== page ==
The news cycle is often hyper-focused on policy developments at the federal level, which can easily create blind spots for small business owners at the state and local levels. While federal rules and regulations are important, they do not diminish the importance of state or local regulations. Entrepreneurs need to be just as aware of their own state legislature and municipal governments as they are of the U.S. Congress and White House.
Cities and states largely operate independently of the federal government, albeit within the confines of federal law, and can act to pass new regulations and measures regardless of Congress' focus. Mike Trabold, compliance director at Paychex, told Business News Daily that it's critical for entrepreneurs to remain aware of what's going on in the broader regulatory environment.
"A lot of states and cities [are starting] to gear up to make some changes for [deregulation] they anticipate at the federal level," he said.
Nearly two years into the tenure of the Trump administration, cities and states have enacted their own rules to either compensate for or parallel the policy of the deregulation emanating from Washington, D.C. Here's a look at some of the major trends in states and cities across the country, and what entrepreneurs should understand about each.
Minimum wage increases
One of the most common local and state policies in recent years has been to increase the minimum wage. While the federal minimum wage today stands at $7.25 per hour, it is significantly higher in many states and cities. Some cities have required a minimum wage of $15 per hour. Wage increases have been mandated by New York City, Chicago and San Francisco, to name a few. As the federal minimum wage remains level, more city and state increases should be expected, said Carol Wood, people operations director at employee scheduling software company Homebase.
"With the absence of any federal minimum wage increases, it's likely we'll see more attempts to increase the minimum wage locally or eliminate the tipped minimum wage," Wood said.
However, the future of minimum wage hikes in many areas remain uncertain.
"Interestingly, this fall, the D.C. City Council will consider a measure to repeal the $15 minimum wage bill passed by voters this past spring," Wood said. "Likewise, Michigan just approved an increase to the minimum wage … with the plan to repeal them in a subsequent legislative session. That way, they can avoid the measures going on the ballot, where they'd need three-fourths of the legislature to repeal the increase. Between the D.C. City Council's move and the Michigan legislature's, additional local minimum wage laws have a cloudy future."
Data privacy and security
The European Union's General Data Protection Regulation (GDPR) is coming ashore. California recently adopted the California Consumer Privacy Act (CCPA), which is its own version of a consumer data privacy law. These laws aim to protect consumer data collected by companies by imposing rules about transparency, data sharing, and the management of consumer data.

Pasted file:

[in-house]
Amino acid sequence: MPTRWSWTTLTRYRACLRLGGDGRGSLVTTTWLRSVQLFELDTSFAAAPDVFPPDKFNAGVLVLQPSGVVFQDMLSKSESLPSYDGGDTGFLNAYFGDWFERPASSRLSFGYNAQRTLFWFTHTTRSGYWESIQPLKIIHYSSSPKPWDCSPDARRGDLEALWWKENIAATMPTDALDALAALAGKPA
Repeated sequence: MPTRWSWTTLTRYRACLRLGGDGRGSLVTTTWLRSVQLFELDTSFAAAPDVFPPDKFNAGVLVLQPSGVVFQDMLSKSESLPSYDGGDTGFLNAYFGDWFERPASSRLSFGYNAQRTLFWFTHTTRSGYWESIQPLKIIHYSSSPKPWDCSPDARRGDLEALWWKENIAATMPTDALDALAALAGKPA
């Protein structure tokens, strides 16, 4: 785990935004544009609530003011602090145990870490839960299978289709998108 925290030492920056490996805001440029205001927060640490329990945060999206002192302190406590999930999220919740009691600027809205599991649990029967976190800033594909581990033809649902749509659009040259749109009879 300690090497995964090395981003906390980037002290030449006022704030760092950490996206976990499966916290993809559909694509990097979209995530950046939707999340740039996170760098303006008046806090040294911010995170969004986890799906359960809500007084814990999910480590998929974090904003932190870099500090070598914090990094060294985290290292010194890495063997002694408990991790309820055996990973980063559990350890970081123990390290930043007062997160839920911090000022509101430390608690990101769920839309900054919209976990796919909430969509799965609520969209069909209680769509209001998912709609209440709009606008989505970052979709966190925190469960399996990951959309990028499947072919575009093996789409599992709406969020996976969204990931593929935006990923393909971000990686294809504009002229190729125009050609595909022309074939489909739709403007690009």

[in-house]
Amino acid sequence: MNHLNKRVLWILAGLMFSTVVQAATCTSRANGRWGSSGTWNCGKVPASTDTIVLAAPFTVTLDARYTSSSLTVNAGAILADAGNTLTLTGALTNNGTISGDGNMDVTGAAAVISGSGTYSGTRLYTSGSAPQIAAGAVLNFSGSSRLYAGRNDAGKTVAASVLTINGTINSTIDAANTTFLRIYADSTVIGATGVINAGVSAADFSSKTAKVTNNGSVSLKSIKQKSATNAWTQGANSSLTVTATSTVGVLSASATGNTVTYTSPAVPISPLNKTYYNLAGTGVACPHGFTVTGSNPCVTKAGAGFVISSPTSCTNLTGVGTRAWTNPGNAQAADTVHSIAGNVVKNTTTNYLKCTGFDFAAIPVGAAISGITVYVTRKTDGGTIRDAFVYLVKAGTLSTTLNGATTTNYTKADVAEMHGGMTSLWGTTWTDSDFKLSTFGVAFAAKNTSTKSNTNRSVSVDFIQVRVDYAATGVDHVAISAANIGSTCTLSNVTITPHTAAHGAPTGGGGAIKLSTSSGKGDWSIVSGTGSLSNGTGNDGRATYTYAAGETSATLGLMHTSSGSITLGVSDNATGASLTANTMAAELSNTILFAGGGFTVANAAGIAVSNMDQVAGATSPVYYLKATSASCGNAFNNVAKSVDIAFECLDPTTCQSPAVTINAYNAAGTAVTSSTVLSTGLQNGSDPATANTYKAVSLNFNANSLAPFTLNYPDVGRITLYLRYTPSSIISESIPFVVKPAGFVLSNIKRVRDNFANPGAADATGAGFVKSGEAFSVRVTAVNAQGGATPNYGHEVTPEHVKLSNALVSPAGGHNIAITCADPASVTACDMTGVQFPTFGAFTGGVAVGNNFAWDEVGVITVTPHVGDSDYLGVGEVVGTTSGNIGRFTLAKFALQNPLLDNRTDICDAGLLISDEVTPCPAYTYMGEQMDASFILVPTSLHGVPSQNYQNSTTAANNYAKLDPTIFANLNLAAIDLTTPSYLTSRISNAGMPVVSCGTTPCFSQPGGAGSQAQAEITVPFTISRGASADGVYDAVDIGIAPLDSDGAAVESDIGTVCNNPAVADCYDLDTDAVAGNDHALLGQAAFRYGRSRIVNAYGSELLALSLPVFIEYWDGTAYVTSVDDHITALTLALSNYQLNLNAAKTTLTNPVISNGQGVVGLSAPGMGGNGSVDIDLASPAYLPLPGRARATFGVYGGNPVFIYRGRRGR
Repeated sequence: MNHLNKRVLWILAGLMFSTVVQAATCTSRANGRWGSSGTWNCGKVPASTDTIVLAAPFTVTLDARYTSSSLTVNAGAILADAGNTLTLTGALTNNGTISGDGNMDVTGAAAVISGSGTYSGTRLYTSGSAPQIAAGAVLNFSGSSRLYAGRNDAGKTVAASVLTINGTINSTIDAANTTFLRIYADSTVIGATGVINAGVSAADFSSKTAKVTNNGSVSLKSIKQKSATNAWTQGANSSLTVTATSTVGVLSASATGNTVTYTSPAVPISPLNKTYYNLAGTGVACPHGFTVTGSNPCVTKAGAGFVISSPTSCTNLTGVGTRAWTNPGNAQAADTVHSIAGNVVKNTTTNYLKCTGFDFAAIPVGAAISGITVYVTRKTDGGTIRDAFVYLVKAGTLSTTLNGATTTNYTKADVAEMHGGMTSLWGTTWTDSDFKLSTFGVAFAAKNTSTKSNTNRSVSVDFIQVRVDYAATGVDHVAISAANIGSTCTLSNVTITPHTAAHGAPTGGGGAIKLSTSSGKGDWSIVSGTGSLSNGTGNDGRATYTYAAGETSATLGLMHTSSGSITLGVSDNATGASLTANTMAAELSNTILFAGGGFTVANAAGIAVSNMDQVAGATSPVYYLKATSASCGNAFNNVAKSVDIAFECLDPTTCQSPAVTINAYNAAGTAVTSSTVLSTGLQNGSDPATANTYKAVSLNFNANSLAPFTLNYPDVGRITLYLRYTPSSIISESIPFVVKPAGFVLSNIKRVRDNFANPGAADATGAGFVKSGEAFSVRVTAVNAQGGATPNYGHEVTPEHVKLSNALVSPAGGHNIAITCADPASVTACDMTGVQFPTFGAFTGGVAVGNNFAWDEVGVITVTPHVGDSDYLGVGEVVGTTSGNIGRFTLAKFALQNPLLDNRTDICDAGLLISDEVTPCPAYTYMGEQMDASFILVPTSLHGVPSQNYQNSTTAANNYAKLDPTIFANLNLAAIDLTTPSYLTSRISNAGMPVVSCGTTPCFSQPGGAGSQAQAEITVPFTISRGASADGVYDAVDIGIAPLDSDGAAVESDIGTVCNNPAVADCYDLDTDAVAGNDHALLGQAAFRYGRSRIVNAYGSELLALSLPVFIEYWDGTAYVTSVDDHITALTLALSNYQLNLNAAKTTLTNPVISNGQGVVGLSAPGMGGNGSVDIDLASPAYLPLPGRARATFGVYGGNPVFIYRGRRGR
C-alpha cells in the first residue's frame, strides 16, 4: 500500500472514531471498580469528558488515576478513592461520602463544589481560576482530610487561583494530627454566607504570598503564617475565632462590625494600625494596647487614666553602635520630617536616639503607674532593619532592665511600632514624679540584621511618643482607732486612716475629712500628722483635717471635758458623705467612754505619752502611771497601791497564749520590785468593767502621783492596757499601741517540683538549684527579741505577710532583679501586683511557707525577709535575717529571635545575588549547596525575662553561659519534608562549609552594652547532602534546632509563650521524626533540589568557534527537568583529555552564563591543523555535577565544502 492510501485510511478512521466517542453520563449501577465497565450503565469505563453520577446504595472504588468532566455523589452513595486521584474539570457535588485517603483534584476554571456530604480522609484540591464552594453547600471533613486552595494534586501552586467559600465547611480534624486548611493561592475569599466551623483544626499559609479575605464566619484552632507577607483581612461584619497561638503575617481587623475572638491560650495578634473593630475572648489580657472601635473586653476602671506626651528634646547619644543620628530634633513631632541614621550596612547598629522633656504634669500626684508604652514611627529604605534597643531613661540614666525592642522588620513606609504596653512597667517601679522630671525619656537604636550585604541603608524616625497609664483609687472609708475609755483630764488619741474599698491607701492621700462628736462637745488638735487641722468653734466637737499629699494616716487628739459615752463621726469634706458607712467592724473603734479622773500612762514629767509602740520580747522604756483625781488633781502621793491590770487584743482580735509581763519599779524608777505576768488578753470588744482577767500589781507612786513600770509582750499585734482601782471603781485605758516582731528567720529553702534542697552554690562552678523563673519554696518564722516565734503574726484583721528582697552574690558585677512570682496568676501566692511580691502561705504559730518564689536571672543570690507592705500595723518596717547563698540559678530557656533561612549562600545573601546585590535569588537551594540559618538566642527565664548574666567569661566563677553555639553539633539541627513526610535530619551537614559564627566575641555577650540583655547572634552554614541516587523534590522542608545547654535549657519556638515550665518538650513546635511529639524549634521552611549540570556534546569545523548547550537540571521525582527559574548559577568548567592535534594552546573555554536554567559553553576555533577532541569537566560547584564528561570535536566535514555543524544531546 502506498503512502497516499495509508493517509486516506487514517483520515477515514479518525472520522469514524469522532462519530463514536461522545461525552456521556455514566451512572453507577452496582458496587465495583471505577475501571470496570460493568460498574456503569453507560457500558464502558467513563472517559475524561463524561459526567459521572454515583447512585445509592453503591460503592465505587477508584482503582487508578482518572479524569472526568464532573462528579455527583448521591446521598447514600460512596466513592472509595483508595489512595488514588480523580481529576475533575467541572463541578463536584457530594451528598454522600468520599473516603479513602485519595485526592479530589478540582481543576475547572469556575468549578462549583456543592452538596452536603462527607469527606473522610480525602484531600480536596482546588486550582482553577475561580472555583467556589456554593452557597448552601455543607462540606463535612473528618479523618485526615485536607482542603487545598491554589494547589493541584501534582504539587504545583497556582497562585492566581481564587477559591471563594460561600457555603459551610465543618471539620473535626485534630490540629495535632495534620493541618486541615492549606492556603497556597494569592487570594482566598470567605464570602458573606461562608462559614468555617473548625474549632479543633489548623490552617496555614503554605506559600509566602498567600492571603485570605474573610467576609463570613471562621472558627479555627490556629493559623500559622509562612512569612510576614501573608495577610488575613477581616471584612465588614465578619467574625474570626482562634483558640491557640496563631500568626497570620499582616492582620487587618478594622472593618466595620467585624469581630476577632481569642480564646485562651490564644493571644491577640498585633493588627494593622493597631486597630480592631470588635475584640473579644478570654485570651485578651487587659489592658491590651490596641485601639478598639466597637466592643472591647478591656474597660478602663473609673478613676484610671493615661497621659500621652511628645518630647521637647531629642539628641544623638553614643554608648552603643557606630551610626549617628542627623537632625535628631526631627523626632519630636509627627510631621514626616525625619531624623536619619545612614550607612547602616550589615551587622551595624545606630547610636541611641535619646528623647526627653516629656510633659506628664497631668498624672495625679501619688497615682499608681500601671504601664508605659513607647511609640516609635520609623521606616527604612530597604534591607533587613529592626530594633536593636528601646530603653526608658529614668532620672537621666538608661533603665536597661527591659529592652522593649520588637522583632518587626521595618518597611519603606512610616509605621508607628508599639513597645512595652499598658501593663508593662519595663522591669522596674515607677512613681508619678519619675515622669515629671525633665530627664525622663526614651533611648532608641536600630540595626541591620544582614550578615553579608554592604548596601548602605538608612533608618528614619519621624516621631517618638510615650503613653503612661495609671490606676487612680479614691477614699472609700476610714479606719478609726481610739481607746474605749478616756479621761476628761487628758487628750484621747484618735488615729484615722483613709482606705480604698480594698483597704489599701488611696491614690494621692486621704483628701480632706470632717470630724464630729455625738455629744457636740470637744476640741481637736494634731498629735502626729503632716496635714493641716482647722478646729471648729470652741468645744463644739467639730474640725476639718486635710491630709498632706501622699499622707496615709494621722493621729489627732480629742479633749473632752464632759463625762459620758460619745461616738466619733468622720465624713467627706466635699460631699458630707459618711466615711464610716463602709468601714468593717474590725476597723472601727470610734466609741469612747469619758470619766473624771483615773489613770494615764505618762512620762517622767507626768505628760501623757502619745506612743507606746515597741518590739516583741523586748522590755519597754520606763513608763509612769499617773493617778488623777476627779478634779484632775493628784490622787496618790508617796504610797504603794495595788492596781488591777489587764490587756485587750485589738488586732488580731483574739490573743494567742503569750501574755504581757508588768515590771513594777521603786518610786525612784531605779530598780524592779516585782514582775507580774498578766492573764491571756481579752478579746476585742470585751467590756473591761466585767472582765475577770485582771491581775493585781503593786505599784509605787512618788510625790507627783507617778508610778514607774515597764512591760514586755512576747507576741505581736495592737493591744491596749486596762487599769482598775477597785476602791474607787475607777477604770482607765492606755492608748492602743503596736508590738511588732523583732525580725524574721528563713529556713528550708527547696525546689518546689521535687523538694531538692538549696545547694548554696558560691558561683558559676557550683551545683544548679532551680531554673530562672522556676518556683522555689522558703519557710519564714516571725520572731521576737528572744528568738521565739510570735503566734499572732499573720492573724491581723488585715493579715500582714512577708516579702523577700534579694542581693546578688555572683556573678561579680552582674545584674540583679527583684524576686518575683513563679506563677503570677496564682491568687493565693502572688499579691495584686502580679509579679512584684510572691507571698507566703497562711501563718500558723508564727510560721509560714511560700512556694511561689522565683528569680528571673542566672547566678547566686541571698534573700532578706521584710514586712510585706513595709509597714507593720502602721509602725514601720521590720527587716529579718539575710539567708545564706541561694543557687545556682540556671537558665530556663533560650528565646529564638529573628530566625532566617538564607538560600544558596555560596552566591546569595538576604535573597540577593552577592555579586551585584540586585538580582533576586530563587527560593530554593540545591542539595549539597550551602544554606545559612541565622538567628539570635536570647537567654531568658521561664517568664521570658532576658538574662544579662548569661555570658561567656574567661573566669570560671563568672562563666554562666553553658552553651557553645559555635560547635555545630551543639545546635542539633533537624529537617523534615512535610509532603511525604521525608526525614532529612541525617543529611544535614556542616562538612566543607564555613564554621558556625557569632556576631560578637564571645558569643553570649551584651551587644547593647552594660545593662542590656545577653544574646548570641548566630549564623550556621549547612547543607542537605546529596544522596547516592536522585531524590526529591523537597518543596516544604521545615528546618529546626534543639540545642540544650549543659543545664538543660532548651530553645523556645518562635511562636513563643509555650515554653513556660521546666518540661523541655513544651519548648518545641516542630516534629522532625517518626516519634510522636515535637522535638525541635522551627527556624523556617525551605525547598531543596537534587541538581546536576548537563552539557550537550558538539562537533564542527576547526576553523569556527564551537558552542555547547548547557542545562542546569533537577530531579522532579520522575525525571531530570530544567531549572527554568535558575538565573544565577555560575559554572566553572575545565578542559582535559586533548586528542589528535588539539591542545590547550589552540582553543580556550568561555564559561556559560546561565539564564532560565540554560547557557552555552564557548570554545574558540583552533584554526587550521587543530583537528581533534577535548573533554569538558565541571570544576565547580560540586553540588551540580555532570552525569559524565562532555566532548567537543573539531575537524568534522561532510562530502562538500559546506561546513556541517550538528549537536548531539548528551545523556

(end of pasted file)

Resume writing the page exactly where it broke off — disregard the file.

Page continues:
In some cases, businesses that collect consumer data could be on the hook for compliance issues if a third-party company mishandles that data on their client's behalf. This has led to an influx of requests to small businesses from their clients that are subject to the laws, even if they themselves do not collect consumer data.
"Small businesses are getting requests from big companies asking them how they're complying with rigorous cybersecurity rules, and that's been a challenge," Trabold said. "A lot of SMBs [are] not always well suited to comply with [these rules]."
As states and cities adopt more data privacy and security measures, businesses will have to become increasingly aware of each measure in jurisdictions where they do business. These laws typically cover the users in a given region, so even if your company doesn't operate there, it will be on the hook for any user data it collects from IP addresses in that location. Being aware of the rules and how strict they might be is essential to avoiding big fines that could ultimately be fatal.
Sexual harassment policies and training
In the wake of the #MeToo movement, states and cities are rapidly expanding regulations surrounding sexual harassment training and policies. New York and Delaware are among the states that have passed laws with specific training requirements, while New York City and other cities have moved to tighten policies surrounding aspects like disclosure, channels through which to escalate complaints, and tighter penalties for violating sexual harassment policies.
"We've seen a bunch of states either pass or contemplate some very specific targeted incremental regulatory requirements related to [sexual harassment]," Trabold said. "That's a trend that has started to snowball a little bit and have a direct impact on businesses."
Pay equity legislation
Under the Obama administration, the Equal Employment Opportunity Commission (EEOC) issued new federal requirements for pay equity and salary reporting by businesses. The measure would have required companies with 100 or more employees to submit pay data based on their workers' W-2 earnings. However, last year, the pay data collection rules were suspended for review by the Office of Management and Budget.